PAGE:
I love this swing. I just want to watch his BP and watch him terrorize pitchers. This a big-league, middle-of-the-order bat. Soler’s swing isn’t built on just one power source. He can create force with his legs, his hips, and tops it all off with hand speed and an ability to manipulate the barrel. I want to see how he goes about his craft in the cages and in BP. Soler is the Cubs hitter I am most excited to lay eyes on this spring.

Hit List

With this next group of hitters I’ll be looking at how they treat BP and how they perform in games. In BP, creating line drives won’t be an issue, but how they approach their individual craft will be the important item. Are they working on hitting to one side of the field vs the other? Are they working on mechanical aspects of their swing? When they do cut it loose and try to hit homers, does their swing stay intact or does it get offline? All kinds of information can be gained from the process of BP.

In games, all these prospects will collect hits, but is there any offering they can’t hit? Are they feasting on bad pitches from weak arms or crushing the pitcher’s best offering? Can they get hits even when behind in the count? Games are more than the box score.

Let’s get to the players!

David Dahl, Colorado Rockies

How much better would Colorado be if Andrew McCutchen were patrolling center field? The Rockies have their own version of Cutch progressing through the system in Dahl—a 5 tool athlete with a feel for the game and a plus hit tool. Last year Dahl hit lead-off to gain at-bats, but is more suited to hit behind Raimel Tapia in either the two or three hole. Like Tapia, Dahl is fairly aggressive, but I want to see a more controlled approach.

Hunter Dozier, Kansas City Royals

I love watching Dozier play baseball. The swing isn’t spectacular, but he gets the barrel on the ball and puts together good at-bats. There is plenty of strength and bat speed, but how much is he leaving on the table with some minor swing flaws (lower body in particular) and approach? He can get a bit jumpy in his swing, as he loves to crush fastballs. I want to see Dozier in game action against a crafty arm to see how he competes with breaking stuff early in the sequence.

Nomar Mazara, Texas Rangers

Mazara is another guy who I saw in spring training last year and again during the 2014 season and thought what I was seeing was pretty good but not excellent. Then he went and reached Double-A as a 19-year-old. Mazara has a chance to have double 6s on the hit and power tool. He’s a bit of a mystery to me because everything says I should be hyping this guy, but I haven’t taken that leap yet.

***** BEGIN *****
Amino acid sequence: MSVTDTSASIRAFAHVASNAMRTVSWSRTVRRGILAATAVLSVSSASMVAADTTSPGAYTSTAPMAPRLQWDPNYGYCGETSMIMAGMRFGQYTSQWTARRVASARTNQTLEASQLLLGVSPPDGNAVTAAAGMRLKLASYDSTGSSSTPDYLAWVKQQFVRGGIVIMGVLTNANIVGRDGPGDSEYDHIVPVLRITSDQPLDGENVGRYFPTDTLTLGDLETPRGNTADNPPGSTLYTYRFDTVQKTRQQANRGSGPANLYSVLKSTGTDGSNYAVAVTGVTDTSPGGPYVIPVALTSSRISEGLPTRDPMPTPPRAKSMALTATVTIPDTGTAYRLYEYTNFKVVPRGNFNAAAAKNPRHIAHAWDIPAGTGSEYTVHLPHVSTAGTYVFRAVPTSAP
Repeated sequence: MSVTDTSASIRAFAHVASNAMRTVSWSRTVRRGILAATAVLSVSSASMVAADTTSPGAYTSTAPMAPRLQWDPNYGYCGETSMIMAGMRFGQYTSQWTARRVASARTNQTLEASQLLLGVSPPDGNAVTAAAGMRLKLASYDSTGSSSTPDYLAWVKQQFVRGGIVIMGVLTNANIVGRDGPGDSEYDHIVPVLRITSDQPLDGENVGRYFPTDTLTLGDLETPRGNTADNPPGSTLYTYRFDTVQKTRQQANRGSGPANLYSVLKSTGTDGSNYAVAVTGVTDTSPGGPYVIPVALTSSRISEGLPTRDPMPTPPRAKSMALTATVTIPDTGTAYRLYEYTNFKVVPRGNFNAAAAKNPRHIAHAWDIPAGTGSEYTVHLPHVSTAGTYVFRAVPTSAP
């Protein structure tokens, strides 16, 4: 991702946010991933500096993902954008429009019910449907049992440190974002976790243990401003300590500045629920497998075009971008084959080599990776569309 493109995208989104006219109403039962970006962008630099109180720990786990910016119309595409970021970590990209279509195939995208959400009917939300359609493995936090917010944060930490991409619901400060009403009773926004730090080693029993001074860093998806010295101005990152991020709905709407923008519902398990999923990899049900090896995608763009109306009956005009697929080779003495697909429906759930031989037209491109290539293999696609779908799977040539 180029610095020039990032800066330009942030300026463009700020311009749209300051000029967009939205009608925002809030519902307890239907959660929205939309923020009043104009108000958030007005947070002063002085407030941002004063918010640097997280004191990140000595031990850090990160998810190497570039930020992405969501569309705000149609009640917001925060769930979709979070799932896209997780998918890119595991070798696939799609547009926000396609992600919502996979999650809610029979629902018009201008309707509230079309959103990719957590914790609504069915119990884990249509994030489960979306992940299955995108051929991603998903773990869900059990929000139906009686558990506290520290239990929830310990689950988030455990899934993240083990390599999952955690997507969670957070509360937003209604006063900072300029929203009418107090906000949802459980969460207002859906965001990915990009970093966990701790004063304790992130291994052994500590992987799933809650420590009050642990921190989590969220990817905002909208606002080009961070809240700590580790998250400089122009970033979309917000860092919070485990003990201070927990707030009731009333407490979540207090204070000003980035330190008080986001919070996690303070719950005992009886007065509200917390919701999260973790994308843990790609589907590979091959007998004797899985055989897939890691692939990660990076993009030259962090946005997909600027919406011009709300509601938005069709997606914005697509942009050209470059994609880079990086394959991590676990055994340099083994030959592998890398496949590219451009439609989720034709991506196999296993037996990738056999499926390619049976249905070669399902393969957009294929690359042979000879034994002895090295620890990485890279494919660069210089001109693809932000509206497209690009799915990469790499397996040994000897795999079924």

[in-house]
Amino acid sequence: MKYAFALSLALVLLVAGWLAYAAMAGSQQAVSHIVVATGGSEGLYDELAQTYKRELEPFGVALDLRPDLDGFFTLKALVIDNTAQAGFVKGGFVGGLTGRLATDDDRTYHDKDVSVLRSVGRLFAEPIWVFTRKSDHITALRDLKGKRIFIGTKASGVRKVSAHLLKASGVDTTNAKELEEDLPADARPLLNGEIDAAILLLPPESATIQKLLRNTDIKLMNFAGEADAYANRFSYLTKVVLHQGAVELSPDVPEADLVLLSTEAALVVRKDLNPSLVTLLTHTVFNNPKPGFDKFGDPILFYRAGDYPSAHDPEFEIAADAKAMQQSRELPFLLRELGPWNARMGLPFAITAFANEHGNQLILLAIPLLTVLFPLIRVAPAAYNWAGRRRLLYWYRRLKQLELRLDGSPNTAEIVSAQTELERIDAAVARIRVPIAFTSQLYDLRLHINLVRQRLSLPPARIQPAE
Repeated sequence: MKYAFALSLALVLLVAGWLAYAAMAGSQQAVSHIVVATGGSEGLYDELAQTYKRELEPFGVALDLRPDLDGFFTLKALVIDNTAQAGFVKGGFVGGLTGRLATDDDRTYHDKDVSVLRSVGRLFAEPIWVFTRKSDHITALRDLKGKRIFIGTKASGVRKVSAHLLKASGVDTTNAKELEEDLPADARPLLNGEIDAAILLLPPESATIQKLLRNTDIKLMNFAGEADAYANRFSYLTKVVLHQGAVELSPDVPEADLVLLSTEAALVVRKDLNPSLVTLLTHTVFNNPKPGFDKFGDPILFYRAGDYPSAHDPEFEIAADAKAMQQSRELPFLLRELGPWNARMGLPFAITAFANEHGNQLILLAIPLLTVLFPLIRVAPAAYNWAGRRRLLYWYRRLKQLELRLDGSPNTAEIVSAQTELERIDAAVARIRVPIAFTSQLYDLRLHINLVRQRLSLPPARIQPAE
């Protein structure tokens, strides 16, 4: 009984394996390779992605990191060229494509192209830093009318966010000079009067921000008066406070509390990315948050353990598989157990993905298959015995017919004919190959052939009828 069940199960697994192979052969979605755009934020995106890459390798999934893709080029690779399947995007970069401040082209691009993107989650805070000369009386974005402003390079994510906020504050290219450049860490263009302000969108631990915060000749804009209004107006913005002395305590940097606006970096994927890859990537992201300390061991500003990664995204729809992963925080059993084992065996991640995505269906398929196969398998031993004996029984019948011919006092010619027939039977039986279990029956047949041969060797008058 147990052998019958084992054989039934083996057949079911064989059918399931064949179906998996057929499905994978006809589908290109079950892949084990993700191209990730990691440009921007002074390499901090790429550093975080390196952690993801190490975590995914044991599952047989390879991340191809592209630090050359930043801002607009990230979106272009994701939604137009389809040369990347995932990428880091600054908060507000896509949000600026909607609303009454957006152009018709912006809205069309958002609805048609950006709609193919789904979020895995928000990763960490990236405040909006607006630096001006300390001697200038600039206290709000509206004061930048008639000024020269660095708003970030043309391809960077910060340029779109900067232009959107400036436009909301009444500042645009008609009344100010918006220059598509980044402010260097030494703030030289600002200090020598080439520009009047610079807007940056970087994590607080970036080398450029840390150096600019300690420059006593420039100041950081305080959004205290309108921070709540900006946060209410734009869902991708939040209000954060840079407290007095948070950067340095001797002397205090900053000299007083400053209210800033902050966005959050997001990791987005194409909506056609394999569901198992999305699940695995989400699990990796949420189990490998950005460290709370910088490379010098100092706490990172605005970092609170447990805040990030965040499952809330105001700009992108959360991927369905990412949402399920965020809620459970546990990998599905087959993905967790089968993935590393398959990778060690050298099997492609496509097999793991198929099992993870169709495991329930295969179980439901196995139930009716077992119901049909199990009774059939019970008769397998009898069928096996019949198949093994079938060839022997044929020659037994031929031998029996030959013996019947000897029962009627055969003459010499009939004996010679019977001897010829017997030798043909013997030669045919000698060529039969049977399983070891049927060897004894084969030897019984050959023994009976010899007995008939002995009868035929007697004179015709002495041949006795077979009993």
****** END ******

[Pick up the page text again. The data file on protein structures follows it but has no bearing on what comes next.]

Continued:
D.J. Peterson, Seattle Mariners

I want to get a few days worth of looks on Peterson in game action. When I saw him in rookie ball he was just okay. I understood why he was a first-rounder, but he was swinging through offerings over the white of the plate. His BP was good, but not crazy impressive. When the BP crew saw him in the AFL, the reports talked about a dominating hitter with middle-of-the-order potential. The truth probably lies somewhere in the middle, but an extended look at the Mariners prospect would help shed light on where he fits on that spectrum.

Kyle Schwarber, Chicago Cubs

I’ve heard crazy good things about Schwarber from sources both in the scouting community and coaching community. I have held off really studying his swing because I want a clean slate (or as clean as it can be) to fully examine Schwarber’s stroke.

Raimel Tapia, Colorado Rockies

I may like this kid a little bit, just maybe. Okay, I love me some Tapia. I want to see if he’s added strength in the offseason and if he’s still playing with his stance during at-bats like last year or has settled into one pattern. I know the swing will be there, so I will be more interested to see if Tapia’s approach has gotten a bit more refined. Tapia doesn’t need to be working walks like Joey Votto, but I would love to see him put himself in better counts and not swing at every strike simply because they are strikes. Goodness, if Tapia can improve his approach…

On Thursday I will preview the two remaining groups. Intrigue, which is filled with guys I haven’t seen enough (if at all) to make a solid evaluation. And Concern, hitters who have all the physical tools in the world, but something in their swing or approach has raised serious question marks.

Thank you for reading

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Quick question about Joc Pederson. Was it just that particular at bat or does he always cut short his swing? It looks painful and kinda awkward.
That was just juicy fun.